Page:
“Set squarely in 1980, Xanadu is cheesy and campy, with a fabulous love story and a passion for art,” says Charlie Packard, executive producer at the Aurora Fox Arts Center. Xanadu, June 1–3 at 7pm, is the eighth annual free Theatre on The Green production brought by the Aurora Fox.
The 1980 film Xanadu, starring Olivia Newton-John and Gene Kelly, was a box office flop that was panned by critics. But over time it became a cult classic that drew Broadway producers to re-envision it for the stage. “Broadway shows often are inspired by movies,” said Packard. “Producers were aware that Xanadu appealed to audiences, so in 2007 they created a hit that ran for more than a year. It won awards for best musical and best book [script], and was nominated for several Tony Awards. Maybe it belongs on the stage.”
The plot of Xanadu concerns the intersection of humans with Greek demigods. In Venice Beach, Calif., artist Sonny Malone is dissatisfied with his sidewalk mural of the seven Greek muses and decides to kill himself. The youngest muse, Clio, determined to help him, rises out of the mural disguised as the roller-skating “Kira.” Inspired by Kira, Sonny decides that he can combine all the arts and “something athletic” into one spectacular entertainment: a roller disco. The pair finds a long-abandoned theater in Los Angeles and they overcome many obstacles to turn it into a successful roller disco, Xanadu.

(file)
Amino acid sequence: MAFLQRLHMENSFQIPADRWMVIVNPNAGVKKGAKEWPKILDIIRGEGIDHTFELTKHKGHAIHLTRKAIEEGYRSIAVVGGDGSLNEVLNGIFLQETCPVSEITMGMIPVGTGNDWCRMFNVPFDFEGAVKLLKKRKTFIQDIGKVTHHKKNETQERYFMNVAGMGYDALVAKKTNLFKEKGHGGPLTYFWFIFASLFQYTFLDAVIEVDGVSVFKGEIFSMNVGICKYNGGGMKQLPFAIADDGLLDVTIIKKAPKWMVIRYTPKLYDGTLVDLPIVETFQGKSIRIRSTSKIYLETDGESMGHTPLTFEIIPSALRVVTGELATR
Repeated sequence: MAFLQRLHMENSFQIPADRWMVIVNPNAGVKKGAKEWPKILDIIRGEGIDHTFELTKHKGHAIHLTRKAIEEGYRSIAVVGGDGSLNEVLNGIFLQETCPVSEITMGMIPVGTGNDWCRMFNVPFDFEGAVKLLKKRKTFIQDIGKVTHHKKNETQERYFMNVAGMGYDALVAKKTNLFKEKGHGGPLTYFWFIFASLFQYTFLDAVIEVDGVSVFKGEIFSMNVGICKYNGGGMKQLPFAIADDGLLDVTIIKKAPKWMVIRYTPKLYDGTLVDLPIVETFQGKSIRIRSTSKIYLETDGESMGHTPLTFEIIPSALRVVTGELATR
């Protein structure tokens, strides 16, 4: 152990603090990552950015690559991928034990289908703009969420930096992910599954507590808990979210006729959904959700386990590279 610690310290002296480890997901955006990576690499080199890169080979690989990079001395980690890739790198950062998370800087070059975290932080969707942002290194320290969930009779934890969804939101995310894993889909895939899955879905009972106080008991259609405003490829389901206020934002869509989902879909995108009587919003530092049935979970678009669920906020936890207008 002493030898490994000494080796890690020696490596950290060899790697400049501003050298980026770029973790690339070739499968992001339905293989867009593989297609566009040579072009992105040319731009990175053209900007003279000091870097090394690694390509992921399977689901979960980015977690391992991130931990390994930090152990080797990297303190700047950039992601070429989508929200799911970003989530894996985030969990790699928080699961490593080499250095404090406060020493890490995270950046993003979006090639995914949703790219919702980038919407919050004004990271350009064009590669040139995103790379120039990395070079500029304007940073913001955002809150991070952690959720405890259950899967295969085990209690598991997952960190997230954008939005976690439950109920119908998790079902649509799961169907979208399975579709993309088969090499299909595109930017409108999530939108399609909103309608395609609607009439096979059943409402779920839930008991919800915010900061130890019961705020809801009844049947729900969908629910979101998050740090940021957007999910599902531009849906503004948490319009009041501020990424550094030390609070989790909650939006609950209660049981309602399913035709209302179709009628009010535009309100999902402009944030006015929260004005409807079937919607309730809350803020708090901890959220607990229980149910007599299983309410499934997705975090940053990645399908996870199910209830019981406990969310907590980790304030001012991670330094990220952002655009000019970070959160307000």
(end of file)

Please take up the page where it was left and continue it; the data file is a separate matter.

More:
The musical is a humorous parody of the 1980 movie. “Doing Xanadu now in that style is vastly more interesting than it was in 1980,” said Packard. “Then, pop culture was cheesy because it was struggling out of the ’70s and hadn’t made the shift into the ’80s. Telling the story now is very different because we know where the country and art have been for the last 35 years. There are lots of inside jokes, like when Kira disguises herself by wearing leg warmers and skates and adopting an Australian accent. These jokes will go straight over the kids’ heads and land on their parents. While the fifth-graders are dancing by the stage, the 40-year-olds will belly laugh and have a hard time explaining it to their kids.”
Packard says he looks for shows that appeal to new theater-goers. “At Stapleton, very young people are getting their first live theater experience. We make it visually exciting, with great music and dance that make it a magical experience.”